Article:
Wilde at the beginning designed much of his wife's clothing, which was revolutionary for the period since it involved loose fitting dresses without heavy restrictive corsets and multi-petticoats. The dress on the left is based on one shown in McKenna's book.  



During the mid-1880s, Wilde began an exploration into sexual extravagence that seems more in tune with the hedonism of the American 1970s. In his book, The Portrait of Dorian Gray, he wrote:

The only way to get rid of a temptation is to yield to it. Resist it, and your soul grows sick with longing for things it has forbidden to itself, with desire for what its monstrous laws have made monstrous and unlawful.



In 1886 Wilde met Robbie Ross, probably at Oxford. Ross was 17 and claimed later that he seduced Wilde. Ross remained throughout Wilde's life his most faithful friend and confidant.

Wilde shocked his contemporaries by refusing to hide his pattern of pursuing young men--often below his social class--and "feasting with panthers"--rent boys who were readily available in spite of (or perhaps because of) the moral climate of the straight-laced Victorian Period.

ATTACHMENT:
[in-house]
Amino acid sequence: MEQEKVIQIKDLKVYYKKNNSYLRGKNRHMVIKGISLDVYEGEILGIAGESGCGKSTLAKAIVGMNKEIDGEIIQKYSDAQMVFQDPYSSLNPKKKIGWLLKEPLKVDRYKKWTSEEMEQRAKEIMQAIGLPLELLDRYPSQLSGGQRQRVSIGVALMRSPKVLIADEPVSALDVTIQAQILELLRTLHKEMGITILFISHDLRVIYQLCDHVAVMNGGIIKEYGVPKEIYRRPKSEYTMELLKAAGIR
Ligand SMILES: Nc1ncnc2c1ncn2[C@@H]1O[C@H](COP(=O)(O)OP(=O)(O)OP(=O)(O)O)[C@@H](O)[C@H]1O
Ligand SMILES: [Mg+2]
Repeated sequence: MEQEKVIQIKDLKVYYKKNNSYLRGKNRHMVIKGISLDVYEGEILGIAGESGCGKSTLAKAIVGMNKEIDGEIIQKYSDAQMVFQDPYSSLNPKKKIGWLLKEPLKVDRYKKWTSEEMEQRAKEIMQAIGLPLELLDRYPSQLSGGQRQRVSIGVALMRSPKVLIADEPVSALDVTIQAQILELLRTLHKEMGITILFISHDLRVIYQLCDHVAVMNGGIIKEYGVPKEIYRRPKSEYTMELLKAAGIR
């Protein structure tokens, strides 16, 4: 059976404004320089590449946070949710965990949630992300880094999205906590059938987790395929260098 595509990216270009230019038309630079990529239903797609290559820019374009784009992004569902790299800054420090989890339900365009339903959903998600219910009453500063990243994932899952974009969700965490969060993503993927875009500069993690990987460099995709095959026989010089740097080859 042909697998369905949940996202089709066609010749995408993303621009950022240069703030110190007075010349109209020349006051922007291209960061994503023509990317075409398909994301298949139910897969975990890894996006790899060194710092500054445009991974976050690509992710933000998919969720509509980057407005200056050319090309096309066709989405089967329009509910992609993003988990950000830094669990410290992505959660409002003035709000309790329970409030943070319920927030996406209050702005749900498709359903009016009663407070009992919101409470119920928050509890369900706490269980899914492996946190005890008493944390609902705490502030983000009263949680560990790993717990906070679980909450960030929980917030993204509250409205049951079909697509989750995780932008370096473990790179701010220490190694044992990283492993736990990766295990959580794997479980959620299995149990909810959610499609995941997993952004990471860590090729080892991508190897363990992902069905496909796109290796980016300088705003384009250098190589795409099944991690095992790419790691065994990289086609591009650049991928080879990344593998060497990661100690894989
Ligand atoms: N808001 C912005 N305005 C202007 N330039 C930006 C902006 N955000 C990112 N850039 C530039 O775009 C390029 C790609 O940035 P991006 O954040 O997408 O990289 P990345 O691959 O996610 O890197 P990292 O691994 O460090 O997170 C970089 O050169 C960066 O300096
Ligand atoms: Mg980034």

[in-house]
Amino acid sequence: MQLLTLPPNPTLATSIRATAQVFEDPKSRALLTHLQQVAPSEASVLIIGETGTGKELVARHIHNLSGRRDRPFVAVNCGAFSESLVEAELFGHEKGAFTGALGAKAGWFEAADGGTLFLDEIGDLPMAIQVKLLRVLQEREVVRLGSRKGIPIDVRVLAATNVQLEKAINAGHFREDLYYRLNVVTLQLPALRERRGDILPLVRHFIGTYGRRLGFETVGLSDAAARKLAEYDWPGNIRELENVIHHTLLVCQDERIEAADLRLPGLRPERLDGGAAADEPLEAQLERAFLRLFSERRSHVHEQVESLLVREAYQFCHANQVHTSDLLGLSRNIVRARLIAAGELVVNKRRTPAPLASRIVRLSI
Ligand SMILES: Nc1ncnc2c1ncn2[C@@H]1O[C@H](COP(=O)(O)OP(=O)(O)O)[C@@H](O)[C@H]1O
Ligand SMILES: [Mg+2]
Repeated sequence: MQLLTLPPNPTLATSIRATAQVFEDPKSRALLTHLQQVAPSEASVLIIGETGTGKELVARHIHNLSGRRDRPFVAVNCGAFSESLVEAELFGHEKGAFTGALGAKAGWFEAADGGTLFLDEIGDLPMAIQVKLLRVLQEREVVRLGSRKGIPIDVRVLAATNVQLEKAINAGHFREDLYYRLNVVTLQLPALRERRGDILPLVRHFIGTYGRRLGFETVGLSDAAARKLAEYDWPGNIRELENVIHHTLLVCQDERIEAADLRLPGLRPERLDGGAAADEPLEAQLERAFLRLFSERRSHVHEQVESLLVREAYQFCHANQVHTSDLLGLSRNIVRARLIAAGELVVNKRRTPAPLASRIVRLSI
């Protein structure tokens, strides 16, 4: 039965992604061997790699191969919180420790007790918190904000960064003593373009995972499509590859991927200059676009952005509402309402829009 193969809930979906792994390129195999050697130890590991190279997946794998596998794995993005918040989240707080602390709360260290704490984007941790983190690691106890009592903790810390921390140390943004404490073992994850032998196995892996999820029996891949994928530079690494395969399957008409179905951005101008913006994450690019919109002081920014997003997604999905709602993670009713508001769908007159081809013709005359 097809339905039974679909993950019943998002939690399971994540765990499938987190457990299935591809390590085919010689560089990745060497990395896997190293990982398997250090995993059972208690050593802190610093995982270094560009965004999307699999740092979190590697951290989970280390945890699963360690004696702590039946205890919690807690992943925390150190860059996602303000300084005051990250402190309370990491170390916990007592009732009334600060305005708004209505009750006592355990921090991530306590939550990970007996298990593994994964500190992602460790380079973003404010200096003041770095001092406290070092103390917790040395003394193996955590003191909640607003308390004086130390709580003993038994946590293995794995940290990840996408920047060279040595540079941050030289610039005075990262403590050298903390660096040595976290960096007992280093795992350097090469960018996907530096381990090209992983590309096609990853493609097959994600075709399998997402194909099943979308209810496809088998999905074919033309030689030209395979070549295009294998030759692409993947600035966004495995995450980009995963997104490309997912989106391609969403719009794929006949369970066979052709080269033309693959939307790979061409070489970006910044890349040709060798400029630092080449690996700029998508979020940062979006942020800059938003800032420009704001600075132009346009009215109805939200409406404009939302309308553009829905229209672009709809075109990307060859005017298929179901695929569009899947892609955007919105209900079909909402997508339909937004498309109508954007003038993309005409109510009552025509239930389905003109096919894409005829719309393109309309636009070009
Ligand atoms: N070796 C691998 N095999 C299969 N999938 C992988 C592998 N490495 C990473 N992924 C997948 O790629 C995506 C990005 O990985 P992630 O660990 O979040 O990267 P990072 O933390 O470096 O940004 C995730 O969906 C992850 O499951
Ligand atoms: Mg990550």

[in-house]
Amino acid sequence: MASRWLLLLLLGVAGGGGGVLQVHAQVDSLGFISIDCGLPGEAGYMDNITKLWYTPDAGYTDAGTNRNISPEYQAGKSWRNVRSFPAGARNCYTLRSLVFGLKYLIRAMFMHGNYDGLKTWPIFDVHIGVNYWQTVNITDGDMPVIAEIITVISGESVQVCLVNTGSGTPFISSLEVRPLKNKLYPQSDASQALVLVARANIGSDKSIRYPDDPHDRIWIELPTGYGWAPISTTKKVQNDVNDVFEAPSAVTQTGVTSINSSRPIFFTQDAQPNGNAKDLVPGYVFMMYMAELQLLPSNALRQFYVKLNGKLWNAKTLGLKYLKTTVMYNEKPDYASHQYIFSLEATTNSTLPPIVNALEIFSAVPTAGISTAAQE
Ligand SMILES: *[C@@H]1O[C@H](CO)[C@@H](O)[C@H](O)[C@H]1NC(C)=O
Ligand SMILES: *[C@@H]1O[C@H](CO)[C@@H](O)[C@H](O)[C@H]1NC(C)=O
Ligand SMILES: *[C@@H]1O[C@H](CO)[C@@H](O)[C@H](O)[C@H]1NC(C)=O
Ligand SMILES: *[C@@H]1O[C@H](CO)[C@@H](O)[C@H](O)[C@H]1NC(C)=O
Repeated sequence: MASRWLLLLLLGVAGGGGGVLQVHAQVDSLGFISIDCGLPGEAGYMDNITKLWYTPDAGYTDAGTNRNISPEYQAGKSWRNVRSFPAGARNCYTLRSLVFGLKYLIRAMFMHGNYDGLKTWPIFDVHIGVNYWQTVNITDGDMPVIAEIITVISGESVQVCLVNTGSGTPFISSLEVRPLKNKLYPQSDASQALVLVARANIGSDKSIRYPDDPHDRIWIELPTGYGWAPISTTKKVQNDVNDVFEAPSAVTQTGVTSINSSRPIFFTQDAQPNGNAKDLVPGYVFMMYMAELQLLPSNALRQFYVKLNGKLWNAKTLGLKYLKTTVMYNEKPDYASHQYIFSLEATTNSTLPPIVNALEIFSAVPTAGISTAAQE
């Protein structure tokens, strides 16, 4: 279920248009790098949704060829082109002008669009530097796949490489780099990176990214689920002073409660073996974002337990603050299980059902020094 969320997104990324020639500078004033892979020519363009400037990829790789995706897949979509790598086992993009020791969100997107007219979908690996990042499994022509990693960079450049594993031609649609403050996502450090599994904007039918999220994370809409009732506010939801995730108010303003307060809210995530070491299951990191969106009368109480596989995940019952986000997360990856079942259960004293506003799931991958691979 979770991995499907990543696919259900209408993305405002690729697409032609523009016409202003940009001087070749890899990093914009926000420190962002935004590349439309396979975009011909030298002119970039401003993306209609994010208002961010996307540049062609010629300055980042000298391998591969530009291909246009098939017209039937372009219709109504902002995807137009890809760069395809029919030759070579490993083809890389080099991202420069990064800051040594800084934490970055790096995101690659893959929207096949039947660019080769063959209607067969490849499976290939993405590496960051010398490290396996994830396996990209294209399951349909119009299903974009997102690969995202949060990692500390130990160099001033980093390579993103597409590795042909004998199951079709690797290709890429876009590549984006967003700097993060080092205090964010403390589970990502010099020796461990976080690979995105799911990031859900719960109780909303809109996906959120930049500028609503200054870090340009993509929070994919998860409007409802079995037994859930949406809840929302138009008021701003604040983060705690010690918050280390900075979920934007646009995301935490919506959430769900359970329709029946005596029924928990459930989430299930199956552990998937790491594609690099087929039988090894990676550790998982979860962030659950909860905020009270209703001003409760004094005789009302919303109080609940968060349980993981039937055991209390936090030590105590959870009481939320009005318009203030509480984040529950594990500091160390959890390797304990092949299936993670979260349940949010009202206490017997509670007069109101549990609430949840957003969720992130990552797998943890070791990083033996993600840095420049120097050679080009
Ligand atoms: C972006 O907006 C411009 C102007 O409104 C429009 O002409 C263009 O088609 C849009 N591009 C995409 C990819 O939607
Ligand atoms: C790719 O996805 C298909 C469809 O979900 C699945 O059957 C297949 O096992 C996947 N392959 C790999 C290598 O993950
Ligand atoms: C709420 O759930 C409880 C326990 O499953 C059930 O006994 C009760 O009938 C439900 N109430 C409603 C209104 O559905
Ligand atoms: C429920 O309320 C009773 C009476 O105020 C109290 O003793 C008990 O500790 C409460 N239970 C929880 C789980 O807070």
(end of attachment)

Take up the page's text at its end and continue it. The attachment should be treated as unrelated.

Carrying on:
Robbie Ross & Friend .

John Gray and Wilde met in 1889. Perhaps because Gray was indifferent to Wilde, Wilde launched a campaign to win Gray's affection. The resulting relationship became part of the basis for Wilde's novel, The Portrait of Dorian Gray. John even signed his name "Dorian" in a letter to Wilde.

The book scandalized repressed Victorians and was denounced as decadent. A few years later the book would be used against Wilde in his trial. Coming close on the heels of the Cleveland scandal, the book and its publicity almost ruined Wilde's reputation.



Oscar was 36 when he met the person who was to lead to his downfall in 1891. Lord Alfred Douglas was then 21. Called Bosie by his family, Douglas was temperamental, capricious, and willful. The two became lovers.

When Bosie's father, the Marquis of Queensberry, learned of his son's relationship with the notorious Wilde, he attempted to call the author out for a duel by calling him a sodomite. Wilde, spurred on by Bosie, sued him for libel. The trial turned into a Victorian witch trial leading to Wilde's imprisonment for two years of hard labor, which virtually destroyed his career and his health.